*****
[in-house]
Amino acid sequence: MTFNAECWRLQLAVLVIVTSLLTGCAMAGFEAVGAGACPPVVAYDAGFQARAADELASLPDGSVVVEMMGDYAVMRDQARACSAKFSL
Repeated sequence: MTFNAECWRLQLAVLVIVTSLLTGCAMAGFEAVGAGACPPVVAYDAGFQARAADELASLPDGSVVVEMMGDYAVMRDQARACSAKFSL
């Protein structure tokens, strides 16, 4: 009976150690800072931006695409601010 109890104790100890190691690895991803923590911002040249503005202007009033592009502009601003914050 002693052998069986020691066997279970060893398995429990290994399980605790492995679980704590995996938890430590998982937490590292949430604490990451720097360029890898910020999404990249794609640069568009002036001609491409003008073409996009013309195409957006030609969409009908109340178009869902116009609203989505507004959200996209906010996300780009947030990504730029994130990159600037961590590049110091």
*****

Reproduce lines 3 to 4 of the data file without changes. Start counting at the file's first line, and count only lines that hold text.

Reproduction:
Repeated sequence: MTFNAECWRLQLAVLVIVTSLLTGCAMAGFEAVGAGACPPVVAYDAGFQARAADELASLPDGSVVVEMMGDYAVMRDQARACSAKFSL
């Protein structure tokens, strides 16, 4: 009976150690800072931006695409601010 109890104790100890190691690895991803923590911002040249503005202007009033592009502009601003914050 002693052998069986020691066997279970060893398995429990290994399980605790492995679980704590995996938890430590998982937490590292949430604490990451720097360029890898910020999404990249794609640069568009002036001609491409003008073409996009013309195409957006030609969409009908109340178009869902116009609203989505507004959200996209906010996300780009947030990504730029994130990159600037961590590049110091």